Systemic Corticosteroids for Relief During Asthma Attacks

Example(s): A-Methapred,Solu-Medrol (methylprednisolone),Kenalog (triamcinolone),Medrol (methylprednisolone),Pediapred,Prelone (prednisolone) (prednisone)

Systemic Corticosteroids for Relief During Asthma Attacks

Examples

The following medicines can be given as an
injection:

Generic Name Brand Name
methylprednisolone A-Methapred, Solu-Medrol
triamcinolone Kenalog

The following medicines can be given as pills or
liquid:

Generic Name Brand Name
methylprednisolone Medrol
prednisolone Pediapred, Prelone
prednisone  

How It Works

All corticosteroids reduce
inflammation in the airways that carry air to the
lungs (bronchial tubes). They also decrease the
mucus made by the bronchial tubes and make it easier
for you to breathe.

Systemic corticosteroids travel throughout the
body before reaching the airway. This results in more side effects and more
serious side effects than with inhaled corticosteroids, which treat
inflammation in the airways only.

Why It Is Used

Systemic corticosteroids help
control narrowing and inflammation in the airways of the lungs in
asthma. They are used to:

  • Get relief of asthma symptoms during a
    moderate or severe
    asthma attack.
  • Get control of symptoms
    when you start long-term treatment of asthma after your initial diagnosis.

Corticosteroids by mouth or injection
may be used as short-term treatment after an asthma attack or when asthma has not
been under control. "Burst" treatment with corticosteroids may be continued for 3 to
14 days or longer. A person who continues to have asthma attacks while being
treated with inhaled corticosteroids may need to have the dose of medicine increased.

Corticosteroids may make the episode shorter and prevent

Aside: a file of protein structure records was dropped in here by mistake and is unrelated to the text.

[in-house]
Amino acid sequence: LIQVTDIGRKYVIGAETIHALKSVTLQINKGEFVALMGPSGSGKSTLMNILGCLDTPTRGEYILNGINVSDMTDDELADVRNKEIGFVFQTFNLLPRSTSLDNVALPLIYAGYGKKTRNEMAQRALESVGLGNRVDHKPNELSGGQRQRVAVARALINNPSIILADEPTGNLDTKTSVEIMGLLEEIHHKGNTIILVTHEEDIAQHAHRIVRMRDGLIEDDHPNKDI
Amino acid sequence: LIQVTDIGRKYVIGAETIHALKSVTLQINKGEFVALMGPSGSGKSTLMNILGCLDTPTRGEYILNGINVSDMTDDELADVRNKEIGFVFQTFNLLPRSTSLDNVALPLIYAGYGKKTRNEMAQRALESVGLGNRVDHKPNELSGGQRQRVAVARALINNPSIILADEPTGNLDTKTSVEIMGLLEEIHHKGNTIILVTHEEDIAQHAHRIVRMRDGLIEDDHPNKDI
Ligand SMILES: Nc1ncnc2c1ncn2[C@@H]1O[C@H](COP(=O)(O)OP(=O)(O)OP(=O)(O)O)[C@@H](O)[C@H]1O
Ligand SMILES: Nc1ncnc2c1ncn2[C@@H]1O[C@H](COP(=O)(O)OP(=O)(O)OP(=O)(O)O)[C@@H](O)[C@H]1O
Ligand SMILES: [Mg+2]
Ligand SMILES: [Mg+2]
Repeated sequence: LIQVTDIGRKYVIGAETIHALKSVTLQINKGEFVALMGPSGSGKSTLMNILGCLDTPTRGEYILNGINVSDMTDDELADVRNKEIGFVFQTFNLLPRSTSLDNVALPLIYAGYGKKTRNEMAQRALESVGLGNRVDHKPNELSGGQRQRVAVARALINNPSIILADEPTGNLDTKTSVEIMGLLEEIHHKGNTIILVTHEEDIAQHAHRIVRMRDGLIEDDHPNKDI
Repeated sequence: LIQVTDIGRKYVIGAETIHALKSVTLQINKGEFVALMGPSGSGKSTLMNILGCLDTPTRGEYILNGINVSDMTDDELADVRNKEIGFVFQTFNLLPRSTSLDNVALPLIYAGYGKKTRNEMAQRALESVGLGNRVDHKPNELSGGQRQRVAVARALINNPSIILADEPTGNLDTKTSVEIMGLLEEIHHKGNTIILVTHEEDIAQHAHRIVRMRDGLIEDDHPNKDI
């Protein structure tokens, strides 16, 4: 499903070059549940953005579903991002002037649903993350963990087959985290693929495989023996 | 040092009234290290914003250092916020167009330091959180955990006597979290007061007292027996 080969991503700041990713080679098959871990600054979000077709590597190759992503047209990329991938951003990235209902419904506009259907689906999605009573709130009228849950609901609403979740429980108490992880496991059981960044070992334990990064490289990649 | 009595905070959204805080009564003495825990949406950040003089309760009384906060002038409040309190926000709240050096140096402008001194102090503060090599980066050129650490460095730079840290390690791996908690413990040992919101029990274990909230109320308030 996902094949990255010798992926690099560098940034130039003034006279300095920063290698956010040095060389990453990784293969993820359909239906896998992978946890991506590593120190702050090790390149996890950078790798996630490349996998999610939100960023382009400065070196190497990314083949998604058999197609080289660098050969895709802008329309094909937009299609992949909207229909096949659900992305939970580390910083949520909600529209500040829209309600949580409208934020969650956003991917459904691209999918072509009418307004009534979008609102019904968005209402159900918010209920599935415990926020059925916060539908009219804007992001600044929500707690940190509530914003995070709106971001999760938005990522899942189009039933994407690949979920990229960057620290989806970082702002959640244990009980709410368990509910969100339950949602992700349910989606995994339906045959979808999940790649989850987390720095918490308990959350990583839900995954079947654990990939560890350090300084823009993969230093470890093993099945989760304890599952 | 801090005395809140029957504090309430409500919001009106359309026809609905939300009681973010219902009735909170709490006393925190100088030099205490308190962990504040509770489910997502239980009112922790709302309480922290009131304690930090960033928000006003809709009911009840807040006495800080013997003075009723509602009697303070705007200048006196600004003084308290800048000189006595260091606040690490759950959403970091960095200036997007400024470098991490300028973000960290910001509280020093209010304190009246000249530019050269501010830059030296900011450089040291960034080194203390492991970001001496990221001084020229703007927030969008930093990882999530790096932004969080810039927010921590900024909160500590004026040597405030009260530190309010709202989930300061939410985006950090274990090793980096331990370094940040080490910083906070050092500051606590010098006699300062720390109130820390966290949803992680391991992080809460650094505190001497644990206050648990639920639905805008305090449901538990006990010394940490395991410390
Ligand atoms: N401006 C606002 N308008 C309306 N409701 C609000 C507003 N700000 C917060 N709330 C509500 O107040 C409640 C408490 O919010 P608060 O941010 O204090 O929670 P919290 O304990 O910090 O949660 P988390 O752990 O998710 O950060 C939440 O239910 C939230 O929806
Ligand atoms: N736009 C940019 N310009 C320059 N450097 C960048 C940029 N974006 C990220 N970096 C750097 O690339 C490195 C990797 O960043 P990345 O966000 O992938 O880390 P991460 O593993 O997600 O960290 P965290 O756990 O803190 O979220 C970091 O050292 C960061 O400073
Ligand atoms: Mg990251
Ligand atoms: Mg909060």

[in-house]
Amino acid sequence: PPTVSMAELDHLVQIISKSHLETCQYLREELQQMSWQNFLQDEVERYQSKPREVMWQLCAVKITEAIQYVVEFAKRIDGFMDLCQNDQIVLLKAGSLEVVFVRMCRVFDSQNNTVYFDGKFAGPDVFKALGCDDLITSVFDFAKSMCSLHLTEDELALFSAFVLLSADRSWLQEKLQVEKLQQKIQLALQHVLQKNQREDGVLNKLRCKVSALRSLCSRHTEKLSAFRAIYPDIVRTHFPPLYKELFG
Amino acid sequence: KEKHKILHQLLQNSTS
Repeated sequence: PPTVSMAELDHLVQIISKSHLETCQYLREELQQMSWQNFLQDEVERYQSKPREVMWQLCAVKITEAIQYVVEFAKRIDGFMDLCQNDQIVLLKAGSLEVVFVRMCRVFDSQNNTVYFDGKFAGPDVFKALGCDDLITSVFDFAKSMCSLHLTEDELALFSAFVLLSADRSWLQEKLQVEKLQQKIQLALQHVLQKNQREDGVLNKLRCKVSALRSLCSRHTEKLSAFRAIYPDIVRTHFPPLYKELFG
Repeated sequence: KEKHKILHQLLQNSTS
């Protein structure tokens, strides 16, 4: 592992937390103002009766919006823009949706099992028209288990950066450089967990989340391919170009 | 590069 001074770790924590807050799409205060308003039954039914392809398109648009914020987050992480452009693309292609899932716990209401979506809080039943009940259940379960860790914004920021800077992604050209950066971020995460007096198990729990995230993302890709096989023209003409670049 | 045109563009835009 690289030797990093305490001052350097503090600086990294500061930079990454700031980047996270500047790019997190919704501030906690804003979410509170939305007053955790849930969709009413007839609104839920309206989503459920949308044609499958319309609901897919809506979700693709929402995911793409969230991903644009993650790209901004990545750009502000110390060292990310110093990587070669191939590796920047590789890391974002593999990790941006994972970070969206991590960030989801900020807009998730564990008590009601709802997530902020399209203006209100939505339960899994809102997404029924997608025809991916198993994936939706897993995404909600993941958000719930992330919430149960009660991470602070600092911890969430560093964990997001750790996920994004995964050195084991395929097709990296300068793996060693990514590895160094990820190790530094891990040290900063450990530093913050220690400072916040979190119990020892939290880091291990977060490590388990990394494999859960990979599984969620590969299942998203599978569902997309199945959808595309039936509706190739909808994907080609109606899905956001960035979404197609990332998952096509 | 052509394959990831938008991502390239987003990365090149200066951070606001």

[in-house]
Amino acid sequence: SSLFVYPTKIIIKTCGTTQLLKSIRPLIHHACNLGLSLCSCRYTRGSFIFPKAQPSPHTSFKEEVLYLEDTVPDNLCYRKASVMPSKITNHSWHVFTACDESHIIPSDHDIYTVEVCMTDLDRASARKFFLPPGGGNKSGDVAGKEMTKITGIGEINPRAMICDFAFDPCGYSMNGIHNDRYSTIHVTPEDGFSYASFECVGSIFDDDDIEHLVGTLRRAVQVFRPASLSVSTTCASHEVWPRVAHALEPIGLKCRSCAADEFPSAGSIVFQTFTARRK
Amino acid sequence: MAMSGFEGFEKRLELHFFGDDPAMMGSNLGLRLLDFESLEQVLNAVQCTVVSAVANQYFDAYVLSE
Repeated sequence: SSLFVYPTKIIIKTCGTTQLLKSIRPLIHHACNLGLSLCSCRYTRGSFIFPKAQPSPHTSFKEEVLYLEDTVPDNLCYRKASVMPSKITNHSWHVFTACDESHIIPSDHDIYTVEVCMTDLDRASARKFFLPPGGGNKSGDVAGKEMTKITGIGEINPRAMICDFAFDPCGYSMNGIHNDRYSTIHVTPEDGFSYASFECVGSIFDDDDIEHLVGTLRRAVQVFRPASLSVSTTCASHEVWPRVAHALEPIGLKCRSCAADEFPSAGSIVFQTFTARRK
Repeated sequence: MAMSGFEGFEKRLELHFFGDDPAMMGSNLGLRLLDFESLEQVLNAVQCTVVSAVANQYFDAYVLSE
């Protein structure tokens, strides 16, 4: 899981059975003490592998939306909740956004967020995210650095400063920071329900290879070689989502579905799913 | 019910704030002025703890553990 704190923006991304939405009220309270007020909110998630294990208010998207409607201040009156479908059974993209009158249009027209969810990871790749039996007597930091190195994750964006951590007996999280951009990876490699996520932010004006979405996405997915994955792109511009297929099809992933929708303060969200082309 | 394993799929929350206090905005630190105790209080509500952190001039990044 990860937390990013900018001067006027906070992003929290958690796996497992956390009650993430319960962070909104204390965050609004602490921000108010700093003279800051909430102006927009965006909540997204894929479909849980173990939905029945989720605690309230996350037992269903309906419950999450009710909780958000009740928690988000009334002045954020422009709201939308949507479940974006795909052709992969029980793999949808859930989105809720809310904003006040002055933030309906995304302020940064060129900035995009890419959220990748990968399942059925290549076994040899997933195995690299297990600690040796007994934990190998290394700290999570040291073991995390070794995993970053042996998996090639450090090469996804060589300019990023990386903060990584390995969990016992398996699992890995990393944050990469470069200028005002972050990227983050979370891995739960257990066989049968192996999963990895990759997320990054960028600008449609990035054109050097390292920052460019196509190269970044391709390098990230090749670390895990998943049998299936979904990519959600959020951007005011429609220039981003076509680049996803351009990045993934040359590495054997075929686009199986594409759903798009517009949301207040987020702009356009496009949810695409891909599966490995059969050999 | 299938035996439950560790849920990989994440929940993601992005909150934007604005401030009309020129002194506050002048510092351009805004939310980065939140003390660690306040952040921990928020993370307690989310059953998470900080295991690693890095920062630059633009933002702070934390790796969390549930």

early recurrence of episodes. The length of treatment with corticosteroids can
be different depending on the person. It your attack wasn't very severe, you
could take corticosteroids for only 3 days. But you may need to take them for
as long as several weeks for a very severe attack.

People who have
severe persistent asthma may need to take corticosteroid pills or liquid by
mouth daily or every other day to control their symptoms.

Different types of medicines are often used together in the treatment of
asthma. Medicine treatment for asthma depends on a person's age, his or her
type of asthma, and how well the treatment is controlling asthma
symptoms.

  • Children up to age 4 are usually treated a
    little differently than those 5 to 11 years old.
  • The least amount
    of medicine that controls the asthma symptoms is used.
  • The amount
    of medicine and number of medicines are increased in steps. So if asthma is not
    controlled at a low dose of one controller medicine, the dose may be increased.
    Or another medicine may be added.
  • If the asthma has been under
    control for several months at a certain dose of medicine, the dose may be
    reduced. This can help find the least amount of medicine that will control the
    asthma.

Your doctor will work with you to help find the number and
dose of medicines that work best.

How Well It Works

A review of research shows that
treatment with systemic corticosteroids during an asthma attack reduced
hospital admissions and the frequency of relapse in adults.footnote 1

A review of research on treatments for asthma in children found that systemic corticosteroids during an asthma attack shortened the duration of hospital visits for asthma attacks for children.footnote 2

In children, corticosteroid pills reduce the severity and length of an asthma
attack
. But for the pills to stop an asthma attack, it is important to give
them at the first sign of symptoms.footnote 3

Side Effects

All medicines have side effects. But many people don't feel the side effects, or they are able to deal with them. Ask your pharmacist about the side effects of each medicine you take. Side effects are also listed in the information that comes with your medicine.